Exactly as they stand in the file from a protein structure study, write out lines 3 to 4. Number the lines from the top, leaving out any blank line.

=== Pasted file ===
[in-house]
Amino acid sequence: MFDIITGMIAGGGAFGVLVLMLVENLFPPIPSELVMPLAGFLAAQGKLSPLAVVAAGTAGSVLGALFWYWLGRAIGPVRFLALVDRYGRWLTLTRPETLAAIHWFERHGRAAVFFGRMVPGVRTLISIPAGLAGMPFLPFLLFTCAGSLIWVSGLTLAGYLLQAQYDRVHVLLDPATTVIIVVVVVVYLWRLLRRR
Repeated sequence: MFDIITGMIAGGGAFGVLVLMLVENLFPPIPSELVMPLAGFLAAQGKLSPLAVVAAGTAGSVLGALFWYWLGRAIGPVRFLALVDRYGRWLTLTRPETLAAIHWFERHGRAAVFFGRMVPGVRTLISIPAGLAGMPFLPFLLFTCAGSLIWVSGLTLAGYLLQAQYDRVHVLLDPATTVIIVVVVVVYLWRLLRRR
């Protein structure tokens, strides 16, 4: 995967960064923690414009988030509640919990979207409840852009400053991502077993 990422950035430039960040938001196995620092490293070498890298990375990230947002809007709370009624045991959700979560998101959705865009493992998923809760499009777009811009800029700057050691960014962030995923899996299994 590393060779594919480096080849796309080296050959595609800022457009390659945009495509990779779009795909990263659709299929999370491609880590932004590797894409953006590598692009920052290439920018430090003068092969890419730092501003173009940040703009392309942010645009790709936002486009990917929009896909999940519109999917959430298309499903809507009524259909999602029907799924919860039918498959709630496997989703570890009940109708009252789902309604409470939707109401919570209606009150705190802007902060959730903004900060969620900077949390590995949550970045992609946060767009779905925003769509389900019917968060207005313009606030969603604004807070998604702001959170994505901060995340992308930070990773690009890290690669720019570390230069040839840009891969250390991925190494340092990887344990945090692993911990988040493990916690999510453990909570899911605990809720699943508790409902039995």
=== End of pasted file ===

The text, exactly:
Repeated sequence: MFDIITGMIAGGGAFGVLVLMLVENLFPPIPSELVMPLAGFLAAQGKLSPLAVVAAGTAGSVLGALFWYWLGRAIGPVRFLALVDRYGRWLTLTRPETLAAIHWFERHGRAAVFFGRMVPGVRTLISIPAGLAGMPFLPFLLFTCAGSLIWVSGLTLAGYLLQAQYDRVHVLLDPATTVIIVVVVVVYLWRLLRRR
């Protein structure tokens, strides 16, 4: 995967960064923690414009988030509640919990979207409840852009400053991502077993 990422950035430039960040938001196995620092490293070498890298990375990230947002809007709370009624045991959700979560998101959705865009493992998923809760499009777009811009800029700057050691960014962030995923899996299994 590393060779594919480096080849796309080296050959595609800022457009390659945009495509990779779009795909990263659709299929999370491609880590932004590797894409953006590598692009920052290439920018430090003068092969890419730092501003173009940040703009392309942010645009790709936002486009990917929009896909999940519109999917959430298309499903809507009524259909999602029907799924919860039918498959709630496997989703570890009940109708009252789902309604409470939707109401919570209606009150705190802007902060959730903004900060969620900077949390590995949550970045992609946060767009779905925003769509389900019917968060207005313009606030969603604004807070998604702001959170994505901060995340992308930070990773690009890290690669720019570390230069040839840009891969250390991925190494340092990887344990945090692993911990988040493990916690999510453990909570899911605990809720699943508790409902039995």